SAN MARCOS — Live music at The Jumping Turtle restaurant bar was slated to stop Dec. 7, after the city of San Marcos served the establishment with an intent to revoke the its entertainment permit on Nov. 27. The Jumping Turtle appealed the city’s action. Live music continues for now, and a hearing at city hall is set for Dec. 17 to determine whether live music will continue.
The city’s notice to revoke The Jumping Turtle’s entertainment permit lists two noise violations, three failures to have an owner or manger on site during entertainment, one incident of an intoxicated person on the premises, and three counts of minors being present while alcohol was being served. Also listed were charges of operating a night club without a use permit, holding more nights of entertainment than allowed, charging a fee to enter, and four counts of not providing a schedule of entertainment to the city by the 15th of the month.
“They’re just trying to put us out of business,” Matt Hall, owner of The Jumping Turtle, said.
Hall has run The Jumping Turtle for seven years with few incidents. Then just before the entertainment permit was renewed in April, new restrictions were introduced that went into effect in July.
Hall has opposed new restrictions that limit entertainment to two nights a week, no longer allow a cover charge to be collected, and do not allow persons under 21 to attend band performances.
The new limits do not sit well with Hall since the business was formerly allowed to stage entertainment six nights a week and featured young bands with performers under the age of 18 before 10 p.m., with guardians present. Patrons of The Jumping Turtle held two demonstrations to protest the new restrictions that no longer allow minors to perform on stage.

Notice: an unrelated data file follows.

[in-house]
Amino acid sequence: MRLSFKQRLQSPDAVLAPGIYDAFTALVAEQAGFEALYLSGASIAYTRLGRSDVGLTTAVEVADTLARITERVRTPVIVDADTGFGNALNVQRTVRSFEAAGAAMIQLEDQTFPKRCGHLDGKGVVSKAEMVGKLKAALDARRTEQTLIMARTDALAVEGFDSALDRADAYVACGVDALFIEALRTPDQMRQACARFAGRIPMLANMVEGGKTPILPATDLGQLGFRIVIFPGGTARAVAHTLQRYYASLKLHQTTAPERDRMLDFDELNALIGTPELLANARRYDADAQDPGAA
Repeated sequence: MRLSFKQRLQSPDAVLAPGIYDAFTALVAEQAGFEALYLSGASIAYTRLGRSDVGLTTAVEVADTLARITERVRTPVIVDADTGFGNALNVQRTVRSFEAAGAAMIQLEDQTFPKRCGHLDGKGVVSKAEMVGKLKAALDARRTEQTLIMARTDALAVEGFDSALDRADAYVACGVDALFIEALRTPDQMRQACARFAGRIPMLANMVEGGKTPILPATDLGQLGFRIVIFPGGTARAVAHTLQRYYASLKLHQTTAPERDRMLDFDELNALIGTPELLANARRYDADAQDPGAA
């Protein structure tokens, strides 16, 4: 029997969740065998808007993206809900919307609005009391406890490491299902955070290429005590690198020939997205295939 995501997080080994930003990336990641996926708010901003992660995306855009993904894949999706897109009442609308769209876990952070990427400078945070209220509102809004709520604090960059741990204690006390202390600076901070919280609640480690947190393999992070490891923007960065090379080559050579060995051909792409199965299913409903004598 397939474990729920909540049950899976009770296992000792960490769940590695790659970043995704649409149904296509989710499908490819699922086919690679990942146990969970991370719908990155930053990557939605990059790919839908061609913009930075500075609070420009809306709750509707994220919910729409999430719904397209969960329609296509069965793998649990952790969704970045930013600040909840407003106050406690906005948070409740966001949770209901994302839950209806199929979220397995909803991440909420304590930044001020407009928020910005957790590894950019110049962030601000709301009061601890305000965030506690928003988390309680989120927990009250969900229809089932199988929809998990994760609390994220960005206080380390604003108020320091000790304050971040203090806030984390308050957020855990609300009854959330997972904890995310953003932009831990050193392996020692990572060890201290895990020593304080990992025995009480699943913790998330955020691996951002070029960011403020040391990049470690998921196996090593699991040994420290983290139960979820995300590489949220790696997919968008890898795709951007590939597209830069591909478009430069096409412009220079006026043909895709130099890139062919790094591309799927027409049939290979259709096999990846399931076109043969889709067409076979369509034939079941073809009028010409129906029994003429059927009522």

The city of San Marcos told Hall it had concerns with The Jumping Turtle before it gave notice to revoke the entertainment permit. It sited 137 police calls to the address of The Jumping Turtle in the past two years as reason for the additional restrictions. Hall looked into the charges and found only eight of them proved to be viable complaints against the restaurant bar. “Eight in two years is pretty good numbers,” Hall said.
Hall said The Jumping Turtle has had few problems and none of them involved minors. “Minors getting alcohol was never directly related to The Jumping Turtle,” Hall said. “The ABC (Alcohol Beverage Control) has never been involved.”
Hall said the city has rigorously imposed the new operating conditions. He added that since July, sheriff’s officers have come in to monitor the restaurant bar more frequently and have harassed patrons.
The loss of entertainment hours, cover charge, and the young music crowd and their families has had a negative impact. Hall said business has dropped by 50 percent.
“It was clear since it started they want us gone,” Hall said. “A lot of the conditions are illegal.” Hall said that the city cannot legally stop them from charging a cover fee. He added that a cover charge helps control the crowd that comes in and draws a clientele that is more suited to the establishment.
Hall said he feels he is being forced out of business by the city. He filed a claim against the city Nov. 2, and sited harassment, nuisance, emotional distress, violation of civil rights, abuse of power, and putting the claimant in a false light. Hall said he might file a lawsuit if issues are not resolved and right now things do not look good.
Jenny Peterson, San Marcos communications officer, said the claim made by The Jumping Turtle has been placed with an insurance provider and the city will not speak on the potential litigation matter. The city has until Dec. 17 to reply to Hall’s claim — the same date the hearing is set to review the city’s intent to revoke The Jumping Turtle’s entertainment permit.